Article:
Sunday Kirk and I paid a visit to a stream that neither of us had fished since last spring. The stream has produced some fine brook trout in the past and we were excited to see how the stream and it's residents fared over the bad summer and early fall. Well we found out, and I'll tell you about that in a later post.
We then moved on to another stream to see if we could find some action. This stream is a beautiful little tumbling freestone that flows out of the hills. It has a variety of plunges, some very deep, as well as pools and my beloved riffles. We each fished an assortment of flies, from dries to wets and soft-hackles and nymphs. Just downstream from the riffles in the first photo is a culvert, in front of that culvert is a very small pool. I let my fly a Pickett Pin drift and soon I had my first fish of the day. It was a very small wild brown, and he was welcomed.
Some of what this stream is. As tangled as it looks it has some great holding places for the trout.
I came upon this nice slow moving pool. I still had the Pickett Pin on. Casting towards the large rock on the right I saw a fish come up for the fly. Having noticed several winter stones in the air I changed the fly and put on a caddis dry.
|Photo courtesy of Kirk, RKM|
Fishing the pool the same way I fished the wet fly, I drifted the caddis the same way. On the third drift the trout rose and I had my first fish to hand.
A precious wild jewel...he was one several I would catch on the dry from that pool. It appears that this stream managed to survive.
Wow Alan - that spot... Inside corner, big rock forcing the current to scour the bottom, eddy and swirl and a hemlock. It's as if some one said "I'm going to build the perfect wild brookie cover" :)ReplyDelete
Will you are very observant. That is a prime sopt every month of the year. As you said "perfect wild brookie cover"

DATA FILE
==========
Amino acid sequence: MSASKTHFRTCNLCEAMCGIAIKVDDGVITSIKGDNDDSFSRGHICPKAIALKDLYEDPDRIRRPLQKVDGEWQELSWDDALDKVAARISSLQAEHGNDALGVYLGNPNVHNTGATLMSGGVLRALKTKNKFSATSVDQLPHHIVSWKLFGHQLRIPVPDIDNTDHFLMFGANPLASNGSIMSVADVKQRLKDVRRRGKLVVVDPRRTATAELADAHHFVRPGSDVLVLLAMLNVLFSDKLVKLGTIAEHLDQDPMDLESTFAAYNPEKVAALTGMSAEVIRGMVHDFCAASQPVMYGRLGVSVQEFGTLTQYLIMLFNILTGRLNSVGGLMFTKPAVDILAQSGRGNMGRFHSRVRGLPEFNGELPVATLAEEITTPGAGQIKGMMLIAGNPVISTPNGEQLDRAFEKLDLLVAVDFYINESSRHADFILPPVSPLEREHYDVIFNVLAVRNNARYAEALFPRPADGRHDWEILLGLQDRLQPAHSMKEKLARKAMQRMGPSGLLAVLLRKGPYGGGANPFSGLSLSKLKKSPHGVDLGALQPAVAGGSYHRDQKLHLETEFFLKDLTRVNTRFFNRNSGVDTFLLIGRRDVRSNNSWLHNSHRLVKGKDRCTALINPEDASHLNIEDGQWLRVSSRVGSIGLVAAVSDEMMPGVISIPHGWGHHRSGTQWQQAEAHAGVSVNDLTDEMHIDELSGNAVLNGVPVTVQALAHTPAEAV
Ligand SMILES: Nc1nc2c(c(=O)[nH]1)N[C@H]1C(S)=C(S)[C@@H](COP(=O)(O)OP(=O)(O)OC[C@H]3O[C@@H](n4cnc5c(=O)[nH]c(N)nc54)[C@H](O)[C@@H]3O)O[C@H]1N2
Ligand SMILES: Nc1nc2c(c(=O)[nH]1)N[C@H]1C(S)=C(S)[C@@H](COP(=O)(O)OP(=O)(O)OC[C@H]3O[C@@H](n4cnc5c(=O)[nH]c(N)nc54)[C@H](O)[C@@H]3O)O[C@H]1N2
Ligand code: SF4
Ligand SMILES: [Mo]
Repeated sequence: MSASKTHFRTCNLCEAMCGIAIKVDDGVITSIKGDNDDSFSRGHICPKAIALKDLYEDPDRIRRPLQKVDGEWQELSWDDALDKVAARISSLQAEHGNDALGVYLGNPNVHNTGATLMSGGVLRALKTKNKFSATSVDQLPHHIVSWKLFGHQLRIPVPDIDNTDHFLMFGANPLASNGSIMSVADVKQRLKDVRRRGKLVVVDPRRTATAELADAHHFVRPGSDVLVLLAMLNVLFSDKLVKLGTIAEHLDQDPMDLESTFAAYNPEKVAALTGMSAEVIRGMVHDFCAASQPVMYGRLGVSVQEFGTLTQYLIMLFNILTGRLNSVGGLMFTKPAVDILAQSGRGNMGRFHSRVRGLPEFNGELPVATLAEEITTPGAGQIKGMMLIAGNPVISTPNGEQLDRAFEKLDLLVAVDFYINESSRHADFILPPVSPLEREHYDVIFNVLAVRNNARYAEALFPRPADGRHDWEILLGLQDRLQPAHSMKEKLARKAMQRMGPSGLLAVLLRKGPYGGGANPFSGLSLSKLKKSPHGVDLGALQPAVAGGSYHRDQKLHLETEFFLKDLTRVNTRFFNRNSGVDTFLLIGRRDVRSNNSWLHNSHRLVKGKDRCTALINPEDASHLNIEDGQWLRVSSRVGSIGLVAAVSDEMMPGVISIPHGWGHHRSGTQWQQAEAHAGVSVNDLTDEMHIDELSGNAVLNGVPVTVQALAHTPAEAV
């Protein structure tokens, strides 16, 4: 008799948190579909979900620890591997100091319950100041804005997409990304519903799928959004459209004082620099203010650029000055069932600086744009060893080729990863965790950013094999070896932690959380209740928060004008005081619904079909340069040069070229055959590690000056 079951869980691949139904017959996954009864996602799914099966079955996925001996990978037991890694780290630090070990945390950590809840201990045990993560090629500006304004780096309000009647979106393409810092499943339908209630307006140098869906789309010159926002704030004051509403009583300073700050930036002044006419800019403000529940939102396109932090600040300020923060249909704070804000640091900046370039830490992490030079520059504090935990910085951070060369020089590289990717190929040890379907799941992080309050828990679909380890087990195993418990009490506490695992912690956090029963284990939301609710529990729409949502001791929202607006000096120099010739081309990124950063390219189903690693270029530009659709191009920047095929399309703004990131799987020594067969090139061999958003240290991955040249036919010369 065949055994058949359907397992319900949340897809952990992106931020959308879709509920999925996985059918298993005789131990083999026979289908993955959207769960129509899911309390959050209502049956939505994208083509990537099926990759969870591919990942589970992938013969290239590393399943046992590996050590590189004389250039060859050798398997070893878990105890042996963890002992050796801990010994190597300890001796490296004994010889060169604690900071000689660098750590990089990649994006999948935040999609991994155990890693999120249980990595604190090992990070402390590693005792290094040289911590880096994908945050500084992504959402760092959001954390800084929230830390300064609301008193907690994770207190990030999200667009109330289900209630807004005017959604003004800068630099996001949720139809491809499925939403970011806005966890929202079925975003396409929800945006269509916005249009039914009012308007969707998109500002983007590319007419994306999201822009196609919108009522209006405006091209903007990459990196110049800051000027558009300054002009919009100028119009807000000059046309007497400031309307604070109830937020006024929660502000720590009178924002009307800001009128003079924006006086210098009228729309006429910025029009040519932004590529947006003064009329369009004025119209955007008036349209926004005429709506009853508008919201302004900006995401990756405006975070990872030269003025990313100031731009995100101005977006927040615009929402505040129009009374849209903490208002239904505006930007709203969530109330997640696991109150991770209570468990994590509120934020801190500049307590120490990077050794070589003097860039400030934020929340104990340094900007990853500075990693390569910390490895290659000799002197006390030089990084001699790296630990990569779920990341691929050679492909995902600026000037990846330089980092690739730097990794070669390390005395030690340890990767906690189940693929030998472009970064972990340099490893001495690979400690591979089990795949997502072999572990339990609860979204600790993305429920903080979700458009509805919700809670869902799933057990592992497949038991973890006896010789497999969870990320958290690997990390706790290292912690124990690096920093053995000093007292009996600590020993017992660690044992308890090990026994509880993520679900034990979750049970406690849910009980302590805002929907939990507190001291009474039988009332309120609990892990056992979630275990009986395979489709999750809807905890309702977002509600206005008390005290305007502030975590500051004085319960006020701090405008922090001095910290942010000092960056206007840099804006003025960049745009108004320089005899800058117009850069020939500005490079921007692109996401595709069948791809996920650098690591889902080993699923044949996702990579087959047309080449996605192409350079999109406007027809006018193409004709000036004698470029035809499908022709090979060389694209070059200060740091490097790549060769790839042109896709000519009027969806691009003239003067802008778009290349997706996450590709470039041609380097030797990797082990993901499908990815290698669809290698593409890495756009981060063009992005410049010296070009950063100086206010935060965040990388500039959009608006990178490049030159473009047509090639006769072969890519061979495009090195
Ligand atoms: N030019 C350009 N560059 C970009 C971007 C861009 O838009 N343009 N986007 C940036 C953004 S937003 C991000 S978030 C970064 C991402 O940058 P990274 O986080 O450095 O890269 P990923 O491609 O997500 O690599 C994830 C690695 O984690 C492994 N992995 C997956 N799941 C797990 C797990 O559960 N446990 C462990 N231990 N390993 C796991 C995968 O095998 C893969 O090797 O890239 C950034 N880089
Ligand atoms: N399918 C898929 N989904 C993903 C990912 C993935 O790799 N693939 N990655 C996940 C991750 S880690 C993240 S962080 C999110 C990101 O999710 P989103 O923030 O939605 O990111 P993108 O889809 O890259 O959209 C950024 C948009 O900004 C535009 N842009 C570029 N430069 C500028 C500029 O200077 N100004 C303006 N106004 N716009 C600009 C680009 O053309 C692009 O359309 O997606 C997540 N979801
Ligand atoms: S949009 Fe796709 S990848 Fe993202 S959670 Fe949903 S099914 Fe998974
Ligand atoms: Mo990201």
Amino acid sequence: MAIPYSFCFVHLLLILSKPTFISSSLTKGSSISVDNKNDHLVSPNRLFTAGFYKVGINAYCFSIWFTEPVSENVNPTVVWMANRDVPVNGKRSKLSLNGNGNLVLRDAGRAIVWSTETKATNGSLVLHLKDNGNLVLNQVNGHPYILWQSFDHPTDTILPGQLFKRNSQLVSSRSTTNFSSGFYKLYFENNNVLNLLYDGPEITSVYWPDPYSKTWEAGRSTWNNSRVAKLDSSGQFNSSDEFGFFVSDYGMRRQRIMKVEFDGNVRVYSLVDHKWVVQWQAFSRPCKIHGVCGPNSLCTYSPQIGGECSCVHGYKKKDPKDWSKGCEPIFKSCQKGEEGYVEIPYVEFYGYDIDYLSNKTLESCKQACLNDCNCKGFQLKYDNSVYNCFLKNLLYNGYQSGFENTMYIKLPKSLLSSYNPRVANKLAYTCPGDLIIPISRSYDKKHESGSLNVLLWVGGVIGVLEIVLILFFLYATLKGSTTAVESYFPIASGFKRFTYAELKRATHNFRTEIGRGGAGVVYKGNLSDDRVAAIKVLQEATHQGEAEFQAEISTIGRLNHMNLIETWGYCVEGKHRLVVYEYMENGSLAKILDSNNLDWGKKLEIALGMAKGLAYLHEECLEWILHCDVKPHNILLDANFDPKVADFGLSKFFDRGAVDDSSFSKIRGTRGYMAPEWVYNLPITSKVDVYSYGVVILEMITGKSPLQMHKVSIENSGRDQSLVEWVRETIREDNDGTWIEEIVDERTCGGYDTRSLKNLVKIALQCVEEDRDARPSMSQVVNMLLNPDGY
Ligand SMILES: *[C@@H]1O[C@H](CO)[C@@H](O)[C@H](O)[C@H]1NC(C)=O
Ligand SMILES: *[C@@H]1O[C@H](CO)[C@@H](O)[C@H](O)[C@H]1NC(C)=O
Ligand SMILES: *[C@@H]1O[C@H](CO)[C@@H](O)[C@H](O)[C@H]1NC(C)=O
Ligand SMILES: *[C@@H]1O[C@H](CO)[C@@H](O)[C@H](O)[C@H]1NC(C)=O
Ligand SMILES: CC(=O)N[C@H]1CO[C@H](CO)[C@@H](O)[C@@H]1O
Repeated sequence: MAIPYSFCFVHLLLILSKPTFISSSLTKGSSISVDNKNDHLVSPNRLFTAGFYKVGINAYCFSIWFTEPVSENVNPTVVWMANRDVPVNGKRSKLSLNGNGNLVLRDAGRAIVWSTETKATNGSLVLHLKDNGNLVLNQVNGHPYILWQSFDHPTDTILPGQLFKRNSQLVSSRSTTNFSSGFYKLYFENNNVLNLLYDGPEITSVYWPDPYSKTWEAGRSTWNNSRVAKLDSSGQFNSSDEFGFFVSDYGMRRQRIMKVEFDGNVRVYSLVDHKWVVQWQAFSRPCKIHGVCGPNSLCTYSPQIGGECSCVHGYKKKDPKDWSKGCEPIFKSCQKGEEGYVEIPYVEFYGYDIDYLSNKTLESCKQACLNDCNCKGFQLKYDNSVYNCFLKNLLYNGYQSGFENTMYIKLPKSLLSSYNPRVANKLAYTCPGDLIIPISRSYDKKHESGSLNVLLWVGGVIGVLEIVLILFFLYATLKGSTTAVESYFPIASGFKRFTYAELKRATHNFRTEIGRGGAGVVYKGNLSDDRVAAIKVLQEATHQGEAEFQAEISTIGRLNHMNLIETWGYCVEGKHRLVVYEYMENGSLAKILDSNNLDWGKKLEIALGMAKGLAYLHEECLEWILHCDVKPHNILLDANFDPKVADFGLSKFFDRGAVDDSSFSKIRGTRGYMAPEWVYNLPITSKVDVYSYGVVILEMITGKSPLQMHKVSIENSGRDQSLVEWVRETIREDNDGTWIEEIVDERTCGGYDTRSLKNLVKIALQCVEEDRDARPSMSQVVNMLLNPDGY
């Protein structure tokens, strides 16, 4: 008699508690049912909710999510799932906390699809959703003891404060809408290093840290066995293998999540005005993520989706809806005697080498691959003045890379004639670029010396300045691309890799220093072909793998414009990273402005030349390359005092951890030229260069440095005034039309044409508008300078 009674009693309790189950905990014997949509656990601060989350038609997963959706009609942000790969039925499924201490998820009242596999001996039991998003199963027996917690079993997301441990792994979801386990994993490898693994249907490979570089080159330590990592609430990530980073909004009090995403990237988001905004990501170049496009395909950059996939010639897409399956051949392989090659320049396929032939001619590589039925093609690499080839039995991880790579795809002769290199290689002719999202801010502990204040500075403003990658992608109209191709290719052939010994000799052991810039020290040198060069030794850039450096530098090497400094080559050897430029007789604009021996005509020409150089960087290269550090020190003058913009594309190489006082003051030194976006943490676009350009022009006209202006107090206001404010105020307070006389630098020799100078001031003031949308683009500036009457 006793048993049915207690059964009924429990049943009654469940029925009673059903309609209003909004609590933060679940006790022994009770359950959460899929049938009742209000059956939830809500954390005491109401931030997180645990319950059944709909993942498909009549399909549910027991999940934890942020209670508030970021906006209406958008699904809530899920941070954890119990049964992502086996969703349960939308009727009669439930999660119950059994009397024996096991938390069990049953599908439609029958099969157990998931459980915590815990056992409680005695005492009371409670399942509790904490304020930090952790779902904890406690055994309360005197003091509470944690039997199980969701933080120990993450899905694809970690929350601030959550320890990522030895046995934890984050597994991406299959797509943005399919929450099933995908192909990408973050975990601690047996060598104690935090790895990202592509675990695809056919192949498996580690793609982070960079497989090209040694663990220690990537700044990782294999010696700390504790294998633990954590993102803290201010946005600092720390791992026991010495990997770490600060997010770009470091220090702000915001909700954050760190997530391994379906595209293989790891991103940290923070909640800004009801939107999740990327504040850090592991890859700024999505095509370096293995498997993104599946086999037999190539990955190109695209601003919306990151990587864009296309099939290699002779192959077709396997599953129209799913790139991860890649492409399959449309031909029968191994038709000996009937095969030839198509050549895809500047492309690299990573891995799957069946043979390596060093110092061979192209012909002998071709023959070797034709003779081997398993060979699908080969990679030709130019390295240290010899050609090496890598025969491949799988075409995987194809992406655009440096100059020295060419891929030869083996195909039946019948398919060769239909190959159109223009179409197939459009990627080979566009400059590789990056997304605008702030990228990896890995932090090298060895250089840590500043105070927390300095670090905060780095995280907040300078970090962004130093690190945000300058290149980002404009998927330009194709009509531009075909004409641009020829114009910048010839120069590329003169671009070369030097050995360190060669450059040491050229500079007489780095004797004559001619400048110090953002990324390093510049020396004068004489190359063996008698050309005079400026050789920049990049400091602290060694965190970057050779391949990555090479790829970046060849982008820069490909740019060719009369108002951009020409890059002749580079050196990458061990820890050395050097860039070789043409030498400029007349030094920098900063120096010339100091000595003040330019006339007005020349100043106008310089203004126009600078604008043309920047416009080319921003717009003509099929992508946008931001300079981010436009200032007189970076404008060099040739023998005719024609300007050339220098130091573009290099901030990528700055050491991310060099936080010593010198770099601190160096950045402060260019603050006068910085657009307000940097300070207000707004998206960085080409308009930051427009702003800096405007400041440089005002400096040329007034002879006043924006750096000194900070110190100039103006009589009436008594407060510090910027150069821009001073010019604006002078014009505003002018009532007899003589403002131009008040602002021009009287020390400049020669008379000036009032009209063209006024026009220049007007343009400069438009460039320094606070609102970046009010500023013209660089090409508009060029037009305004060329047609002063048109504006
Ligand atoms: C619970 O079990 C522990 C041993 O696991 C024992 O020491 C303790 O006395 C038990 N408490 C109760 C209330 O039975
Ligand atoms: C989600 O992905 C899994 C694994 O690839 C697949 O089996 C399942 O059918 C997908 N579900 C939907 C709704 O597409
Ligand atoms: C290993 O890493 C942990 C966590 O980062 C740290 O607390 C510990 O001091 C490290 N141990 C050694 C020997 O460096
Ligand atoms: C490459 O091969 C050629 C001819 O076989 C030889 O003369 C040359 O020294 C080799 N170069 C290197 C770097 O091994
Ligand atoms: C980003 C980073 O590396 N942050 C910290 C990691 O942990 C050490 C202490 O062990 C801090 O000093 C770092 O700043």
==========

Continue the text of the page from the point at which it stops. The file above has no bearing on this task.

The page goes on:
Nice post, Alan. That is a beautiful little stretch of water you were fishing next to the big rock. One never knows anymore what is up around the bend..........ReplyDelete
Mel like Will described it so well...almost perfect.
There is just something really exciting when a fish takes a dry.ReplyDelete
Mark, fly fishing for me is an almost 100% visual, and that puts dry flies #1
Their colors seem to explode in the winter. I'm envious of that water. Thanks for sharing your day.ReplyDelete
Ralph winter can be a wonderful time to be outdoors, especially when the air temp is near 40.
It is good news that the stream and its inhabitants survived the drought of 2016. Hopefully we are in a wetter weather pattern now and going forward.ReplyDelete
Sam it was a sorry stream in Sept, I am so happy to see the trout doing well. I hope like you that we have a more trout friendly year.
Nice going Alan and Kirk! Glad to see the brook and brown trout managed to make it through the summer and to see a decent amount of water in there again.ReplyDelete
Mark it has been good to see so many of the streams we fished holding on. We had one very bad outing on a stream that in the past has been very good. I think it will be a very long time for this stream to rebound.